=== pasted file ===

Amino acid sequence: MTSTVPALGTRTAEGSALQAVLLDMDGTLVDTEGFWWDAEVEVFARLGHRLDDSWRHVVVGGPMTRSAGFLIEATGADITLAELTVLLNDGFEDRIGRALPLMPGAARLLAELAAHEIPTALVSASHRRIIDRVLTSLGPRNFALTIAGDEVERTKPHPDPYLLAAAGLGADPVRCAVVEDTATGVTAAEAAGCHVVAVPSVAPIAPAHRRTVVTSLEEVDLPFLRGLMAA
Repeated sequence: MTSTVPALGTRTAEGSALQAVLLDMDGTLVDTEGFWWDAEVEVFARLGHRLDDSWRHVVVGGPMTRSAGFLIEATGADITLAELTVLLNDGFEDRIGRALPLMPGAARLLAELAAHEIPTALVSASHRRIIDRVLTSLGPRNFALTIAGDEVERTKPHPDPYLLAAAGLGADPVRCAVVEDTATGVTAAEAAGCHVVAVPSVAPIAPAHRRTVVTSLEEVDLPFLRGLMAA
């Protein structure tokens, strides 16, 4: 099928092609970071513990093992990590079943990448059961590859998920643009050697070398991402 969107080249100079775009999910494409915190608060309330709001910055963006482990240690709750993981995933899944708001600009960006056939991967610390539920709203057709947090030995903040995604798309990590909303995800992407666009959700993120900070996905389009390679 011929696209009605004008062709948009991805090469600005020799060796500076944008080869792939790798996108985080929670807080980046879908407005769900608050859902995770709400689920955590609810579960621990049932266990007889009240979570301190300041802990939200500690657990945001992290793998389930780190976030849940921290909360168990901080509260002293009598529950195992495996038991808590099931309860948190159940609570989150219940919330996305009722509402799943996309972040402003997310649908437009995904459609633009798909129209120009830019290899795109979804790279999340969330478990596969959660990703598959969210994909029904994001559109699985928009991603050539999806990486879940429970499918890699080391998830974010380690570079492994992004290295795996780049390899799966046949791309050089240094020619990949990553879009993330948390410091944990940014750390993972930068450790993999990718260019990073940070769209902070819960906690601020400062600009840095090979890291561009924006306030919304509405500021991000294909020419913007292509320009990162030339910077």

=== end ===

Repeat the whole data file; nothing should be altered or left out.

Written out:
Amino acid sequence: MTSTVPALGTRTAEGSALQAVLLDMDGTLVDTEGFWWDAEVEVFARLGHRLDDSWRHVVVGGPMTRSAGFLIEATGADITLAELTVLLNDGFEDRIGRALPLMPGAARLLAELAAHEIPTALVSASHRRIIDRVLTSLGPRNFALTIAGDEVERTKPHPDPYLLAAAGLGADPVRCAVVEDTATGVTAAEAAGCHVVAVPSVAPIAPAHRRTVVTSLEEVDLPFLRGLMAA
Repeated sequence: MTSTVPALGTRTAEGSALQAVLLDMDGTLVDTEGFWWDAEVEVFARLGHRLDDSWRHVVVGGPMTRSAGFLIEATGADITLAELTVLLNDGFEDRIGRALPLMPGAARLLAELAAHEIPTALVSASHRRIIDRVLTSLGPRNFALTIAGDEVERTKPHPDPYLLAAAGLGADPVRCAVVEDTATGVTAAEAAGCHVVAVPSVAPIAPAHRRTVVTSLEEVDLPFLRGLMAA
């Protein structure tokens, strides 16, 4: 099928092609970071513990093992990590079943990448059961590859998920643009050697070398991402 969107080249100079775009999910494409915190608060309330709001910055963006482990240690709750993981995933899944708001600009960006056939991967610390539920709203057709947090030995903040995604798309990590909303995800992407666009959700993120900070996905389009390679 011929696209009605004008062709948009991805090469600005020799060796500076944008080869792939790798996108985080929670807080980046879908407005769900608050859902995770709400689920955590609810579960621990049932266990007889009240979570301190300041802990939200500690657990945001992290793998389930780190976030849940921290909360168990901080509260002293009598529950195992495996038991808590099931309860948190159940609570989150219940919330996305009722509402799943996309972040402003997310649908437009995904459609633009798909129209120009830019290899795109979804790279999340969330478990596969959660990703598959969210994909029904994001559109699985928009991603050539999806990486879940429970499918890699080391998830974010380690570079492994992004290295795996780049390899799966046949791309050089240094020619990949990553879009993330948390410091944990940014750390993972930068450790993999990718260019990073940070769209902070819960906690601020400062600009840095090979890291561009924006306030919304509405500021991000294909020419913007292509320009990162030339910077």